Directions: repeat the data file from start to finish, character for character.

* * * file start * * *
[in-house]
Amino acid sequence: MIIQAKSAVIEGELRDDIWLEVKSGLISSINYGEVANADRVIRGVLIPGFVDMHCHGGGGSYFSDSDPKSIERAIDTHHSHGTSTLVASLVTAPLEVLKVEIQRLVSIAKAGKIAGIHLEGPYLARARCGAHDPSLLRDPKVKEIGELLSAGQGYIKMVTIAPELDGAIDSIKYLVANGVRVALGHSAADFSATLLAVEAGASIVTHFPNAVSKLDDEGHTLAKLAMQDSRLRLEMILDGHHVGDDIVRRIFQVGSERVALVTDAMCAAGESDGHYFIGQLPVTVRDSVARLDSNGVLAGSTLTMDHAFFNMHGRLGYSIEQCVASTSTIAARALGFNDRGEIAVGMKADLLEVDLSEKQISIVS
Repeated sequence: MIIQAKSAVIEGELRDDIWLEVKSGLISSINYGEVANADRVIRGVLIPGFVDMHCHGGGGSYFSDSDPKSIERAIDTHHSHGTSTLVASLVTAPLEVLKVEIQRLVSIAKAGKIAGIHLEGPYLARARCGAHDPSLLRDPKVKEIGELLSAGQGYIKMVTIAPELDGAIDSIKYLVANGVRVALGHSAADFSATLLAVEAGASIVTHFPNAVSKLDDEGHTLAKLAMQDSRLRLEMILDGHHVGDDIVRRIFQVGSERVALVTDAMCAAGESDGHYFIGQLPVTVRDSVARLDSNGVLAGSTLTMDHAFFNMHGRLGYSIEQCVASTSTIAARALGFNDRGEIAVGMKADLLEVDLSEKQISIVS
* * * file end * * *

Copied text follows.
[in-house]
Amino acid sequence: MIIQAKSAVIEGELRDDIWLEVKSGLISSINYGEVANADRVIRGVLIPGFVDMHCHGGGGSYFSDSDPKSIERAIDTHHSHGTSTLVASLVTAPLEVLKVEIQRLVSIAKAGKIAGIHLEGPYLARARCGAHDPSLLRDPKVKEIGELLSAGQGYIKMVTIAPELDGAIDSIKYLVANGVRVALGHSAADFSATLLAVEAGASIVTHFPNAVSKLDDEGHTLAKLAMQDSRLRLEMILDGHHVGDDIVRRIFQVGSERVALVTDAMCAAGESDGHYFIGQLPVTVRDSVARLDSNGVLAGSTLTMDHAFFNMHGRLGYSIEQCVASTSTIAARALGFNDRGEIAVGMKADLLEVDLSEKQISIVS
Repeated sequence: MIIQAKSAVIEGELRDDIWLEVKSGLISSINYGEVANADRVIRGVLIPGFVDMHCHGGGGSYFSDSDPKSIERAIDTHHSHGTSTLVASLVTAPLEVLKVEIQRLVSIAKAGKIAGIHLEGPYLARARCGAHDPSLLRDPKVKEIGELLSAGQGYIKMVTIAPELDGAIDSIKYLVANGVRVALGHSAADFSATLLAVEAGASIVTHFPNAVSKLDDEGHTLAKLAMQDSRLRLEMILDGHHVGDDIVRRIFQVGSERVALVTDAMCAAGESDGHYFIGQLPVTVRDSVARLDSNGVLAGSTLTMDHAFFNMHGRLGYSIEQCVASTSTIAARALGFNDRGEIAVGMKADLLEVDLSEKQISIVS